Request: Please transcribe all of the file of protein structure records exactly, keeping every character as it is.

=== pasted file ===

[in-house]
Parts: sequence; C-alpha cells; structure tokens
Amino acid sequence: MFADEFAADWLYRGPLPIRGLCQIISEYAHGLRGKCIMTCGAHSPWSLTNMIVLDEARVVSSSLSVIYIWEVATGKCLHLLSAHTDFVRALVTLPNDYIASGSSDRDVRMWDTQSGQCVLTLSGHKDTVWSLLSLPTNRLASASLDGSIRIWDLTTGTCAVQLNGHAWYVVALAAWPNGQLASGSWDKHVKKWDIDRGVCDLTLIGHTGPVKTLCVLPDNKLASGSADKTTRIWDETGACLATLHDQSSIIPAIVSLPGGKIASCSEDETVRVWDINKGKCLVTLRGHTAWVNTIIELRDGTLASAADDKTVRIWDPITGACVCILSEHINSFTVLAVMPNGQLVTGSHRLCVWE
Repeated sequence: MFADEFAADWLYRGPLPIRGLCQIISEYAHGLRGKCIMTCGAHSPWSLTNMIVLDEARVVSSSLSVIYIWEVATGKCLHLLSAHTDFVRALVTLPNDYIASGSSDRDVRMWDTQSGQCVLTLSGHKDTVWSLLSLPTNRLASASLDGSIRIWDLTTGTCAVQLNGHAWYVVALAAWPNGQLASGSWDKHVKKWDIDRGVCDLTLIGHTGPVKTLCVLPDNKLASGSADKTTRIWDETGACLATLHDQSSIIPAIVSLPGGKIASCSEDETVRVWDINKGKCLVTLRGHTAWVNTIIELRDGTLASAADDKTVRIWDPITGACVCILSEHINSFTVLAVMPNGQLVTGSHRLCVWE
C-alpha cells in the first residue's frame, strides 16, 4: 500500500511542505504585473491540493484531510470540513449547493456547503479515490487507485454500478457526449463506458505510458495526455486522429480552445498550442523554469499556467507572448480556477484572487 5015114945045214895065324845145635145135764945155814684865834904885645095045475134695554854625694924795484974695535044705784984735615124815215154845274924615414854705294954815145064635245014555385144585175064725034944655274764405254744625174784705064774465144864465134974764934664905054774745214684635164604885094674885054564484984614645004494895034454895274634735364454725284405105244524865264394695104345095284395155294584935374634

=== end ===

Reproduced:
[in-house]
Parts: sequence; C-alpha cells; structure tokens
Amino acid sequence: MFADEFAADWLYRGPLPIRGLCQIISEYAHGLRGKCIMTCGAHSPWSLTNMIVLDEARVVSSSLSVIYIWEVATGKCLHLLSAHTDFVRALVTLPNDYIASGSSDRDVRMWDTQSGQCVLTLSGHKDTVWSLLSLPTNRLASASLDGSIRIWDLTTGTCAVQLNGHAWYVVALAAWPNGQLASGSWDKHVKKWDIDRGVCDLTLIGHTGPVKTLCVLPDNKLASGSADKTTRIWDETGACLATLHDQSSIIPAIVSLPGGKIASCSEDETVRVWDINKGKCLVTLRGHTAWVNTIIELRDGTLASAADDKTVRIWDPITGACVCILSEHINSFTVLAVMPNGQLVTGSHRLCVWE
Repeated sequence: MFADEFAADWLYRGPLPIRGLCQIISEYAHGLRGKCIMTCGAHSPWSLTNMIVLDEARVVSSSLSVIYIWEVATGKCLHLLSAHTDFVRALVTLPNDYIASGSSDRDVRMWDTQSGQCVLTLSGHKDTVWSLLSLPTNRLASASLDGSIRIWDLTTGTCAVQLNGHAWYVVALAAWPNGQLASGSWDKHVKKWDIDRGVCDLTLIGHTGPVKTLCVLPDNKLASGSADKTTRIWDETGACLATLHDQSSIIPAIVSLPGGKIASCSEDETVRVWDINKGKCLVTLRGHTAWVNTIIELRDGTLASAADDKTVRIWDPITGACVCILSEHINSFTVLAVMPNGQLVTGSHRLCVWE
C-alpha cells in the first residue's frame, strides 16, 4: 500500500511542505504585473491540493484531510470540513449547493456547503479515490487507485454500478457526449463506458505510458495526455486522429480552445498550442523554469499556467507572448480556477484572487 5015114945045214895065324845145635145135764945155814684865834904885645095045475134695554854625694924795484974695535044705784984735615124815215154845274924615414854705294954815145064635245014555385144585175064725034944655274764405254744625174784705064774465144864465134974764934664905054774745214684635164604885094674885054564484984614645004494895034454895274634735364454725284405105244524865264394695104345095284395155294584935374634